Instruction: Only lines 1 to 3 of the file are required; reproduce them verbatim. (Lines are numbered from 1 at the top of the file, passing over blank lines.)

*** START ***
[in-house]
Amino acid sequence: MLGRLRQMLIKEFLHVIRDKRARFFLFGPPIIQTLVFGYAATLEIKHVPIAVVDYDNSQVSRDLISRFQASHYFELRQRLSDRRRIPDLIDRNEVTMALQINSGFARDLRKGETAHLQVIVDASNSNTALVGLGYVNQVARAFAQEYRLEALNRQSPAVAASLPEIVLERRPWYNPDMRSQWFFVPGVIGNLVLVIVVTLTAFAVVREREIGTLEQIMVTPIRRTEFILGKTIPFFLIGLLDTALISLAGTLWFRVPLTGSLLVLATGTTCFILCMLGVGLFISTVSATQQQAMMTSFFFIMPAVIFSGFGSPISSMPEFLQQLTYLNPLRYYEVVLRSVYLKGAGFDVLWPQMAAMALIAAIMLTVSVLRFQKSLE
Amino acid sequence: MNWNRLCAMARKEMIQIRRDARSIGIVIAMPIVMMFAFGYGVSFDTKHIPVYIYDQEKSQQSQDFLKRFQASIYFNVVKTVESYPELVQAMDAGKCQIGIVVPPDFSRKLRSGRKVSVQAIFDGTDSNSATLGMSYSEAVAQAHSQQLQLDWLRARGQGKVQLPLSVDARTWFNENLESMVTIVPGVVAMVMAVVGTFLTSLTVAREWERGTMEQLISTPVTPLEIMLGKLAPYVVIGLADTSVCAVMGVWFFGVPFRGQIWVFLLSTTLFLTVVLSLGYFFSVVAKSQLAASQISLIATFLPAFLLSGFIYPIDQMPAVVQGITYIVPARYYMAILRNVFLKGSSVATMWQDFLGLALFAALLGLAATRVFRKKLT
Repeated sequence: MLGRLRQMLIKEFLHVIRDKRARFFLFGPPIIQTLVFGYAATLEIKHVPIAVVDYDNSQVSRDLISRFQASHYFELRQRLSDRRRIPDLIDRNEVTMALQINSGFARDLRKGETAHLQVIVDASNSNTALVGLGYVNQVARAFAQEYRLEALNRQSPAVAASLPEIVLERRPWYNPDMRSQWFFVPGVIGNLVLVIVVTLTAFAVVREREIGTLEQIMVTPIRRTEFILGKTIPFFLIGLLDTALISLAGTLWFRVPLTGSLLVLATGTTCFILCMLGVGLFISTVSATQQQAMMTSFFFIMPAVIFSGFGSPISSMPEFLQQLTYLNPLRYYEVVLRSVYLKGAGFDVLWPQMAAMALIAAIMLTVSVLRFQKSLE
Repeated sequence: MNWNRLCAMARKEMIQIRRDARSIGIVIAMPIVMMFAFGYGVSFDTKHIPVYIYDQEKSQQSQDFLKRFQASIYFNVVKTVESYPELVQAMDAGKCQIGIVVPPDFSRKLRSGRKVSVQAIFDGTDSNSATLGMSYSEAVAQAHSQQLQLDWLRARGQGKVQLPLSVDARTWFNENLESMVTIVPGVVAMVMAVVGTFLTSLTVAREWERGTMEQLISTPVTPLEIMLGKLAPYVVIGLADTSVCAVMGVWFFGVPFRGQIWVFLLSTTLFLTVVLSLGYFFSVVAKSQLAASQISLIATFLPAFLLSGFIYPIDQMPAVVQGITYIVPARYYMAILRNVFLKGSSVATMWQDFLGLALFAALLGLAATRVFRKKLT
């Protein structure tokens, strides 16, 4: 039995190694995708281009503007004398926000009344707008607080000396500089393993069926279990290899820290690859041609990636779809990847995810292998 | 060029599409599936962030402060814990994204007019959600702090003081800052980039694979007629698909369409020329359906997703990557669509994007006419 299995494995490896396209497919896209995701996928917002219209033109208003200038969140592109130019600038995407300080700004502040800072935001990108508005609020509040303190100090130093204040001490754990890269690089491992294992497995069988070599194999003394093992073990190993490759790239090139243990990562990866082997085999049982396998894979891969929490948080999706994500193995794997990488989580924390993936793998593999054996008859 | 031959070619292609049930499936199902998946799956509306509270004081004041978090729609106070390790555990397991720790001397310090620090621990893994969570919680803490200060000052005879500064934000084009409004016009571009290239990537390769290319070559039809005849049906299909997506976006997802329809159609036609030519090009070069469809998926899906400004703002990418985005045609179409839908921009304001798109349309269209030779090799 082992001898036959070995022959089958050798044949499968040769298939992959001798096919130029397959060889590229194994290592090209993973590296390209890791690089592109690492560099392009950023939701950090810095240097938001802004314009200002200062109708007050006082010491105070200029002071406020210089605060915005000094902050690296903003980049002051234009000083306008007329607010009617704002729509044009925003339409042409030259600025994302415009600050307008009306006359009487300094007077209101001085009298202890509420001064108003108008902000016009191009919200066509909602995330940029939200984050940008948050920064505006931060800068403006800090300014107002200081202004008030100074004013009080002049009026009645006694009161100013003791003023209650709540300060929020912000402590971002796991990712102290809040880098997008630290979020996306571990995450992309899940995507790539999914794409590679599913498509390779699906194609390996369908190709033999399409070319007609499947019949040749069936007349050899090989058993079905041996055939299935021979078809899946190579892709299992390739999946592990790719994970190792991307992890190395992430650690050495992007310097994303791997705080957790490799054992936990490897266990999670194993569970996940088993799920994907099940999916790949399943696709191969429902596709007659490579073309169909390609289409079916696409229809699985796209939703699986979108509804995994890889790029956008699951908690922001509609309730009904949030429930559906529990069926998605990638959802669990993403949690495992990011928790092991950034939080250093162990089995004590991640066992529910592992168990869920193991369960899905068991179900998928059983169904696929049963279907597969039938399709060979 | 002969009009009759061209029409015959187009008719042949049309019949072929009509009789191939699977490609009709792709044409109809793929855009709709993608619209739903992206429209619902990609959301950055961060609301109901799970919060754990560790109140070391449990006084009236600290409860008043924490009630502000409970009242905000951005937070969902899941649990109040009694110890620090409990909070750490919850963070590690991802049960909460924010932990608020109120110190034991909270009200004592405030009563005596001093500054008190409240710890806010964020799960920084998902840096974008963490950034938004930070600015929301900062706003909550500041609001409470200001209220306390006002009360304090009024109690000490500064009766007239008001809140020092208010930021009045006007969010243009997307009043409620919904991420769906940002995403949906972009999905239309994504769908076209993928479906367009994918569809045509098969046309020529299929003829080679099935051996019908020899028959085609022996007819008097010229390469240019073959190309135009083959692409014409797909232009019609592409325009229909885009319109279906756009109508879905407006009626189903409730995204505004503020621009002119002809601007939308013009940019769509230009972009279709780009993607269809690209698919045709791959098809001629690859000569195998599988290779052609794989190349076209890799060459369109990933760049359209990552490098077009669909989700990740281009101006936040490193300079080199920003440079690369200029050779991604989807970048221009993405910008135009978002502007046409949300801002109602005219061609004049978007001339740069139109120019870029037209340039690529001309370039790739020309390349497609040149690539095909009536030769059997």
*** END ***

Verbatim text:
[in-house]
Amino acid sequence: MLGRLRQMLIKEFLHVIRDKRARFFLFGPPIIQTLVFGYAATLEIKHVPIAVVDYDNSQVSRDLISRFQASHYFELRQRLSDRRRIPDLIDRNEVTMALQINSGFARDLRKGETAHLQVIVDASNSNTALVGLGYVNQVARAFAQEYRLEALNRQSPAVAASLPEIVLERRPWYNPDMRSQWFFVPGVIGNLVLVIVVTLTAFAVVREREIGTLEQIMVTPIRRTEFILGKTIPFFLIGLLDTALISLAGTLWFRVPLTGSLLVLATGTTCFILCMLGVGLFISTVSATQQQAMMTSFFFIMPAVIFSGFGSPISSMPEFLQQLTYLNPLRYYEVVLRSVYLKGAGFDVLWPQMAAMALIAAIMLTVSVLRFQKSLE
Amino acid sequence: MNWNRLCAMARKEMIQIRRDARSIGIVIAMPIVMMFAFGYGVSFDTKHIPVYIYDQEKSQQSQDFLKRFQASIYFNVVKTVESYPELVQAMDAGKCQIGIVVPPDFSRKLRSGRKVSVQAIFDGTDSNSATLGMSYSEAVAQAHSQQLQLDWLRARGQGKVQLPLSVDARTWFNENLESMVTIVPGVVAMVMAVVGTFLTSLTVAREWERGTMEQLISTPVTPLEIMLGKLAPYVVIGLADTSVCAVMGVWFFGVPFRGQIWVFLLSTTLFLTVVLSLGYFFSVVAKSQLAASQISLIATFLPAFLLSGFIYPIDQMPAVVQGITYIVPARYYMAILRNVFLKGSSVATMWQDFLGLALFAALLGLAATRVFRKKLT